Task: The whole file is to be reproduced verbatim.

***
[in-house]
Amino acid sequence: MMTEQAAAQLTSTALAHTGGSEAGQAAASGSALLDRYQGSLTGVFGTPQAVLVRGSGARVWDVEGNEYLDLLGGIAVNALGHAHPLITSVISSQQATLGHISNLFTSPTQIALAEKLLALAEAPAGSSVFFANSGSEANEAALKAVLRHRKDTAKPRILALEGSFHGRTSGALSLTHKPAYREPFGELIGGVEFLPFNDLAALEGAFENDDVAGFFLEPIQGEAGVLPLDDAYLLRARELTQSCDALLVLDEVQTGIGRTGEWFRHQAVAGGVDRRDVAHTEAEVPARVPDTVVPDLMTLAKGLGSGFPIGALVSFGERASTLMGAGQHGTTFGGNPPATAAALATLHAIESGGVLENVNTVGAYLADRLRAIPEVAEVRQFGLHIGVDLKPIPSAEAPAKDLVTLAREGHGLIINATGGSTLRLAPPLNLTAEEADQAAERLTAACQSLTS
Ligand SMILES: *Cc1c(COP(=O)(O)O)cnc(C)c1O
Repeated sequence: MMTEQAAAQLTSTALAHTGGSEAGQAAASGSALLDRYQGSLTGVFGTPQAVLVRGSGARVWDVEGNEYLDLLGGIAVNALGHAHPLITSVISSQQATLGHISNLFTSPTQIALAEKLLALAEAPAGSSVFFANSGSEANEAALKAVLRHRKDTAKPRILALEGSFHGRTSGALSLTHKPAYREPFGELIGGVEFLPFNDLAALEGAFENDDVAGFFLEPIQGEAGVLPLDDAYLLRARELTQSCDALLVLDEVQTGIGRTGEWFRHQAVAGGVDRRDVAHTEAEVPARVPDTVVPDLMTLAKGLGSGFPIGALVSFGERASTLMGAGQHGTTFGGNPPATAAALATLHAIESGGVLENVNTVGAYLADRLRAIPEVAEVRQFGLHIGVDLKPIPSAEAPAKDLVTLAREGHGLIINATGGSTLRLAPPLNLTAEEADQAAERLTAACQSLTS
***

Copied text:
[in-house]
Amino acid sequence: MMTEQAAAQLTSTALAHTGGSEAGQAAASGSALLDRYQGSLTGVFGTPQAVLVRGSGARVWDVEGNEYLDLLGGIAVNALGHAHPLITSVISSQQATLGHISNLFTSPTQIALAEKLLALAEAPAGSSVFFANSGSEANEAALKAVLRHRKDTAKPRILALEGSFHGRTSGALSLTHKPAYREPFGELIGGVEFLPFNDLAALEGAFENDDVAGFFLEPIQGEAGVLPLDDAYLLRARELTQSCDALLVLDEVQTGIGRTGEWFRHQAVAGGVDRRDVAHTEAEVPARVPDTVVPDLMTLAKGLGSGFPIGALVSFGERASTLMGAGQHGTTFGGNPPATAAALATLHAIESGGVLENVNTVGAYLADRLRAIPEVAEVRQFGLHIGVDLKPIPSAEAPAKDLVTLAREGHGLIINATGGSTLRLAPPLNLTAEEADQAAERLTAACQSLTS
Ligand SMILES: *Cc1c(COP(=O)(O)O)cnc(C)c1O
Repeated sequence: MMTEQAAAQLTSTALAHTGGSEAGQAAASGSALLDRYQGSLTGVFGTPQAVLVRGSGARVWDVEGNEYLDLLGGIAVNALGHAHPLITSVISSQQATLGHISNLFTSPTQIALAEKLLALAEAPAGSSVFFANSGSEANEAALKAVLRHRKDTAKPRILALEGSFHGRTSGALSLTHKPAYREPFGELIGGVEFLPFNDLAALEGAFENDDVAGFFLEPIQGEAGVLPLDDAYLLRARELTQSCDALLVLDEVQTGIGRTGEWFRHQAVAGGVDRRDVAHTEAEVPARVPDTVVPDLMTLAKGLGSGFPIGALVSFGERASTLMGAGQHGTTFGGNPPATAAALATLHAIESGGVLENVNTVGAYLADRLRAIPEVAEVRQFGLHIGVDLKPIPSAEAPAKDLVTLAREGHGLIINATGGSTLRLAPPLNLTAEEADQAAERLTAACQSLTS